// LOW-to-HIGH transition
    //PORTB = PORTB | 1;                    // Same as line below -  shows programmer chops but doesn't really buy any more speed
    digitalWrite(8, HIGH);    
    // output pin is PortB0 (Arduino 8), sensor pin is PortB1 (Arduinio 9)                                    

    //while ((PINB & B10) != B10 ) {        // while the sense pin is not high
    while (digitalRead(9) != 1) {    // same as above port manipulation above - only 20 times slower!                
      x++;
    }
    delay(1);

    //  HIGH-to-LOW transition
    // PORTB = PORTB & 0xFE;                // Same as line below - these shows programmer chops but doesn't really buy any more speed
    digitalWrite(8, LOW);              
    //while((PINB & B10) != 0 ){            // while pin is not low  -- same as below only 20 times faster
    while(digitalRead(9) != 0 ) {     // same as above port manipulation - only 20 times slower!
      y++;  
    }

    delay(1);
  }

  fout =  (fval * (float)x) + ((1-fval) * accum);  // Easy smoothing filter "fval" determines amount of new data in fout
  accum = fout;

  Serial.print((long)x, DEC);    // raw data - Low to High
  Serial.print( "   ");
  Serial.print((long)y, DEC);    // raw data - High to Low
  Serial.print( "   ");
  Serial.println( (long)fout, DEC); // Smoothed Low to High

}

Good Luck.

I fixed the problem with size.. Was working in an old version of Arduino - so now it's no prob. But I don't seem to get any signal, numbers or anything out.. koser.dk/mads/arduino.jpg What could be the problem?

Thanx for your time

I think you have wired correctly. Do it like on the second picture. On yours, the pin8 and 9pin are not connected as they are on 2 seperated parts. The 2 two parts are not connected. See what I mean?

I’m not sure I understand the last part you write… But I tryed using pin13 and the small LED blinks… :slight_smile:
How would I print the exact signal/numbers that is recieved - I need to use these numbers…

Thanx again

//Mads

I got this error when I exported to the board::

Error inside Serial.()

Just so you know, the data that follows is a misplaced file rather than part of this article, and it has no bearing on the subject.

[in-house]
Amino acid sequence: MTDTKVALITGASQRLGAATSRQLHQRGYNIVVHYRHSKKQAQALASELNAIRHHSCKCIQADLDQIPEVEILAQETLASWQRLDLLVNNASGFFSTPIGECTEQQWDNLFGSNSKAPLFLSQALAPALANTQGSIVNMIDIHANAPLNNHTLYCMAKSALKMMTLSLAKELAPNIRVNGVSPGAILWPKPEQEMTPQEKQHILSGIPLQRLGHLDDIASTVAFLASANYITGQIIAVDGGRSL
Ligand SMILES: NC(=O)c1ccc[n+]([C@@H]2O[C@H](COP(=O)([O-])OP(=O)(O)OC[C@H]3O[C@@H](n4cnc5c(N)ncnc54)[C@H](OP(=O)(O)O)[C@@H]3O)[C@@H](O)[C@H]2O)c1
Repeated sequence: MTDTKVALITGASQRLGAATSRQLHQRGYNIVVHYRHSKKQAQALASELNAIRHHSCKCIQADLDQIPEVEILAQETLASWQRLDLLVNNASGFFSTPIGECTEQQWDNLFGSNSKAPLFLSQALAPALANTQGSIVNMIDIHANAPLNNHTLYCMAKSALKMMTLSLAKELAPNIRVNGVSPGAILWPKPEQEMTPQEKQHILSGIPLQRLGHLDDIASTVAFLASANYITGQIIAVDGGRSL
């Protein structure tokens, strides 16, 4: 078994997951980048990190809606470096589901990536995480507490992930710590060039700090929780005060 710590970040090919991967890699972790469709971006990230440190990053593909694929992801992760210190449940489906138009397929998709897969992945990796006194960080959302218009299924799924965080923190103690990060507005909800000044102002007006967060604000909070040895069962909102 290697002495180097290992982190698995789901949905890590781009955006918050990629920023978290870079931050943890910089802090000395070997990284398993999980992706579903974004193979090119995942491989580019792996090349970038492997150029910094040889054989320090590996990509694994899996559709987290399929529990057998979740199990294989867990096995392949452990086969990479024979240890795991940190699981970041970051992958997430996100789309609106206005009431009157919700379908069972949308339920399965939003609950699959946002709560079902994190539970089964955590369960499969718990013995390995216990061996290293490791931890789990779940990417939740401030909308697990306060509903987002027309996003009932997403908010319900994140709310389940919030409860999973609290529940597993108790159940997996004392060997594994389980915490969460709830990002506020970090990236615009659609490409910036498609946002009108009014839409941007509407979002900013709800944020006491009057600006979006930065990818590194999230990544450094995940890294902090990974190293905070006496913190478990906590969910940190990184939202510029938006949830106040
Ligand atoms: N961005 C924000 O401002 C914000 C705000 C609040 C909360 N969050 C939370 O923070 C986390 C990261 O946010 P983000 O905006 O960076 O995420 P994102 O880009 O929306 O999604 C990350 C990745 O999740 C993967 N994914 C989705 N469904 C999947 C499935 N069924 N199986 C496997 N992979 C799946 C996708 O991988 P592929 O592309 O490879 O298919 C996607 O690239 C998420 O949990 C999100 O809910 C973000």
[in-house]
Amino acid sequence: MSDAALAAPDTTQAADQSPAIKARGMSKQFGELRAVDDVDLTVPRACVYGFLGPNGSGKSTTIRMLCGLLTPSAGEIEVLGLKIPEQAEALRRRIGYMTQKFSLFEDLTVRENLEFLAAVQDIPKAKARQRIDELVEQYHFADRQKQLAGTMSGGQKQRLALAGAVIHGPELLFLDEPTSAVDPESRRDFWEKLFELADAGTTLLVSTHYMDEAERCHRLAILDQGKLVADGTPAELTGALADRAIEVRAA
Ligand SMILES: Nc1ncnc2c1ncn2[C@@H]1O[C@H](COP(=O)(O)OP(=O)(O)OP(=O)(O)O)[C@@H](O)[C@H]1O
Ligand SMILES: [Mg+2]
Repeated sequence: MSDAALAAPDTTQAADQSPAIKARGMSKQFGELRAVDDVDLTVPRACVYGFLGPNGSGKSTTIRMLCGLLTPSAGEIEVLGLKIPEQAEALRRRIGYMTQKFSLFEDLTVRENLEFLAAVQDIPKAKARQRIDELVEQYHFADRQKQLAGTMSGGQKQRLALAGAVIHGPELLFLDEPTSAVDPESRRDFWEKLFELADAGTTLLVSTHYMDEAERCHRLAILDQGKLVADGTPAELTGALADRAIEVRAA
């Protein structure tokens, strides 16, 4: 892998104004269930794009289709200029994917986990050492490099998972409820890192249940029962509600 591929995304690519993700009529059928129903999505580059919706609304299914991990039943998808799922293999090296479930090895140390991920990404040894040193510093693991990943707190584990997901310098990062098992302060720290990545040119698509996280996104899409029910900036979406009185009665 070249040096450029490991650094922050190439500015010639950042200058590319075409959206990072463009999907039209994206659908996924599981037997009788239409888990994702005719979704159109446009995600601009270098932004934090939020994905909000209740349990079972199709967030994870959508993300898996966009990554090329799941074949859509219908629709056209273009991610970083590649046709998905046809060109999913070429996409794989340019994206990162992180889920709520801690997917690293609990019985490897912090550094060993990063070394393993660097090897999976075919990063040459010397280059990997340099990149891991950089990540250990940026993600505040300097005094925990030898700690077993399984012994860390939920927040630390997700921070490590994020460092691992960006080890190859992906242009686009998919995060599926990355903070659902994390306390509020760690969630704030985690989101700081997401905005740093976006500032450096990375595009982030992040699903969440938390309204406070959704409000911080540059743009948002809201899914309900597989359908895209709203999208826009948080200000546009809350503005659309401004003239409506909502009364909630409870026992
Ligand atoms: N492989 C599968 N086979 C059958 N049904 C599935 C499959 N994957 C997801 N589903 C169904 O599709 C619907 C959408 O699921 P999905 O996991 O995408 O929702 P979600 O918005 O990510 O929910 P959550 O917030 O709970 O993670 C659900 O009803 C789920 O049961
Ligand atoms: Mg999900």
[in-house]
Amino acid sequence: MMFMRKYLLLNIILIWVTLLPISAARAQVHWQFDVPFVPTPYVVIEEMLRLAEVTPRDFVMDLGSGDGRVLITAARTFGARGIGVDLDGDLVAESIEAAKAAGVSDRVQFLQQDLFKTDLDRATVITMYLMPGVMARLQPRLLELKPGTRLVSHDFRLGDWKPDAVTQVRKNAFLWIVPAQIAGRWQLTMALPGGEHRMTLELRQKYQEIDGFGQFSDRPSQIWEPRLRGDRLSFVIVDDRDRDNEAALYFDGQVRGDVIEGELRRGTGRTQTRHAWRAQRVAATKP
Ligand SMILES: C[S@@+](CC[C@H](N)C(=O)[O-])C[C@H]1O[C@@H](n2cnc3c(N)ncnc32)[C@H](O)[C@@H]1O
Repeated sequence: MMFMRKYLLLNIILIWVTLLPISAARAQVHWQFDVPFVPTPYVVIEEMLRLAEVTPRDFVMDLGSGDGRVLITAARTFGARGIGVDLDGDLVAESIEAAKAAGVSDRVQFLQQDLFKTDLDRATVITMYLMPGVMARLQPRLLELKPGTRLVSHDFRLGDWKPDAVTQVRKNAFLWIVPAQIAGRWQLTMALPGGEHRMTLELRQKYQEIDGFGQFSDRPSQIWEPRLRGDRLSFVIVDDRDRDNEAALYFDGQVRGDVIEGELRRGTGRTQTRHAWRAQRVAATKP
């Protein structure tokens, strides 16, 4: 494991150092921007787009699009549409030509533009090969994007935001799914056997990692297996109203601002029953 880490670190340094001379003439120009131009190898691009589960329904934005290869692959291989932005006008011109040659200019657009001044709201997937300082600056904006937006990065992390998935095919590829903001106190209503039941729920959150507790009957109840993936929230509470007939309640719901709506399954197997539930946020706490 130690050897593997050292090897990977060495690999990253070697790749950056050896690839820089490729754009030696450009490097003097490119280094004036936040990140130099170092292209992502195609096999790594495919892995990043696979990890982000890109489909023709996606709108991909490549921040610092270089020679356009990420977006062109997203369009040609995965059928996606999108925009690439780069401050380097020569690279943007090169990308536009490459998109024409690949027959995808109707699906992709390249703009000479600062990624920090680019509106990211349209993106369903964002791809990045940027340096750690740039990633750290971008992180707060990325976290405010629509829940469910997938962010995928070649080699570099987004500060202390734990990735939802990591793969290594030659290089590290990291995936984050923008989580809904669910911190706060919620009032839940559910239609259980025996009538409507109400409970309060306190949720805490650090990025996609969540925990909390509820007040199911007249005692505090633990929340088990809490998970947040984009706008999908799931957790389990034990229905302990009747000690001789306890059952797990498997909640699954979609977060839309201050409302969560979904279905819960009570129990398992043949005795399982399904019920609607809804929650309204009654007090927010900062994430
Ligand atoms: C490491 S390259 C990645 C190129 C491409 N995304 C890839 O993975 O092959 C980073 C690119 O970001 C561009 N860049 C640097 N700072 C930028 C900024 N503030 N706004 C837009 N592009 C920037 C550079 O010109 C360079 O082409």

gnu.io.PortInUseException: Unknown Application

at gnu.io.CommPortIdentifier.open(CommPortIdentifier.java:354)

at processing.app.Serial.(Serial.java:127)

at processing.app.Serial.(Serial.java:72)

at processing.app.Uploader.flushSerialBuffer(Uploader.java:67)

at processing.app.AvrdudeUploader.uploadUsingPreferences(AvrdudeUploader.java:69)

at processing.app.Sketch.upload(Sketch.java:1699)

at processing.app.Sketch.exportApplet(Sketch.java:1761)

at processing.app.Editor$42.run(Editor.java:1955)

at java.awt.event.InvocationEvent.dispatch(Unknown Source)

at java.awt.EventQueue.dispatchEvent(Unknown Source)

at java.awt.EventDispatchThread.pumpOneEventForHierarchy(Unknown Source)

at java.awt.EventDispatchThread.pumpEventsForHierarchy(Unknown Source)

at java.awt.EventDispatchThread.pumpEvents(Unknown Source)

at java.awt.EventDispatchThread.pumpEvents(Unknown Source)

at java.awt.EventDispatchThread.run(Unknown Source)

java.lang.NullPointerException

at processing.app.Serial.setDTR(Serial.java:480)

at processing.app.Uploader.flushSerialBuffer(Uploader.java:76)

at processing.app.AvrdudeUploader.uploadUsingPreferences(AvrdudeUploader.java:69)

at processing.app.Sketch.upload(Sketch.java:1699)

at processing.app.Sketch.exportApplet(Sketch.java:1761)

at processing.app.Editor$42.run(Editor.java:1955)

at java.awt.event.InvocationEvent.dispatch(Unknown Source)

at java.awt.EventQueue.dispatchEvent(Unknown Source)

at java.awt.EventDispatchThread.pumpOneEventForHierarchy(Unknown Source)

at java.awt.EventDispatchThread.pumpEventsForHierarchy(Unknown Source)

at java.awt.EventDispatchThread.pumpEvents(Unknown Source)

at java.awt.EventDispatchThread.pumpEvents(Unknown Source)

at java.awt.EventDispatchThread.run(Unknown Source)

What can this mean?

It could mean a few things. Is anything else running that might be using the serial port? Have any over-aggressive firewalls? Did you select the right serial port from the Tools > Serial Port menu?

I have a question about adding more capacitive touch sensors through a multiplexer. I'd like to add a bunch more sensors providing continuous data (i.e. not digital on-off buttons). The tests I've made make me concerned that I won't be able to get smooth, consistent data when reading this through a multiplexer (MC14067). I understand that with wires dangling and a breadboard one can pick up stray capacitance so it's not the best test but my tests have led me to be concerned anyway and I thought I'd ask if anyone can confirm the possibility (or impossibility) of this technique before I go through all the effort of getting a PCB made.

Here's the situation:

1) Connecting a sensor and the resistor directly to the Arduino pins produces smooth, continuous data as my finger moves across the sensor (as long as there's some insulation over the copper - scotch tape has worked fine for my prototypes).

2) Connecting the sensor and resistor into a breadboard and then on to the Arduino also produces smooth, continuous values (though slightly different than number 1).

3) Connecting the pins through a multiplexer to read multiple sensors produces approximately accurate results but the values jump around a bit. That is, it won't be completely random but with a constant finger position it will jump back and forth within a small range. Too much change to use smoothing in the code I think.

The fact that both 1 and 2 work well leads me to believe that it's the multiplexer, not the breadboard/dangling wires that is causing the problem.

Anyone have any thought on how/if this setup could work?

Thanks.

P.S. Thanks for sharing this cool technique!